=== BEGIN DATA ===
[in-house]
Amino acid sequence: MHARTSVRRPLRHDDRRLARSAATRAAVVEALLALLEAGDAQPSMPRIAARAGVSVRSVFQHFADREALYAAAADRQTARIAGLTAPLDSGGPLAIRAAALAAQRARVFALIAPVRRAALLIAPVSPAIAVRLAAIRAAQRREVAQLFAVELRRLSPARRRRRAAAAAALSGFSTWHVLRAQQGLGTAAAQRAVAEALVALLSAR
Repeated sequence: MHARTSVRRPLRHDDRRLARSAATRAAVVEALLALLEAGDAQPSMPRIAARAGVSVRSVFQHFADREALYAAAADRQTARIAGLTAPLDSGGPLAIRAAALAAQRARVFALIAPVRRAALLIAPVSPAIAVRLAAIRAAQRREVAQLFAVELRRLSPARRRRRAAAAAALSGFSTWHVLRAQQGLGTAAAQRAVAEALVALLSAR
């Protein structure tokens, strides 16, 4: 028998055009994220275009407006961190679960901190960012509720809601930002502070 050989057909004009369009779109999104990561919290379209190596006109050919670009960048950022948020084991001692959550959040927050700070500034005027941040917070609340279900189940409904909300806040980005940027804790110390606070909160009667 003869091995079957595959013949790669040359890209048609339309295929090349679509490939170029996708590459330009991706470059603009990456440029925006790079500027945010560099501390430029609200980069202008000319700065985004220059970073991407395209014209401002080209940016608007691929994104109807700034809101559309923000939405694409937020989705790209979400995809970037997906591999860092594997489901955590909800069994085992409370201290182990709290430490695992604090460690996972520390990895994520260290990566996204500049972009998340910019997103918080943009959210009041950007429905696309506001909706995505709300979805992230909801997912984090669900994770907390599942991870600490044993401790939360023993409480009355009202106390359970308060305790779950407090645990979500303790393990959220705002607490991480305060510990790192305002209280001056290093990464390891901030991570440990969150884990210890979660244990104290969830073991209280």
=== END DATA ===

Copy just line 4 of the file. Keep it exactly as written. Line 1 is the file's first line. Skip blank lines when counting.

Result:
């Protein structure tokens, strides 16, 4: 028998055009994220275009407006961190679960901190960012509720809601930002502070 050989057909004009369009779109999104990561919290379209190596006109050919670009960048950022948020084991001692959550959040927050700070500034005027941040917070609340279900189940409904909300806040980005940027804790110390606070909160009667 003869091995079957595959013949790669040359890209048609339309295929090349679509490939170029996708590459330009991706470059603009990456440029925006790079500027945010560099501390430029609200980069202008000319700065985004220059970073991407395209014209401002080209940016608007691929994104109807700034809101559309923000939405694409937020989705790209979400995809970037997906591999860092594997489901955590909800069994085992409370201290182990709290430490695992604090460690996972520390990895994520260290990566996204500049972009998340910019997103918080943009959210009041950007429905696309506001909706995505709300979805992230909801997912984090669900994770907390599942991870600490044993401790939360023993409480009355009202106390359970308060305790779950407090645990979500303790393990959220705002607490991480305060510990790192305002209280001056290093990464390891901030991570440990969150884990210890979660244990104290969830073991209280």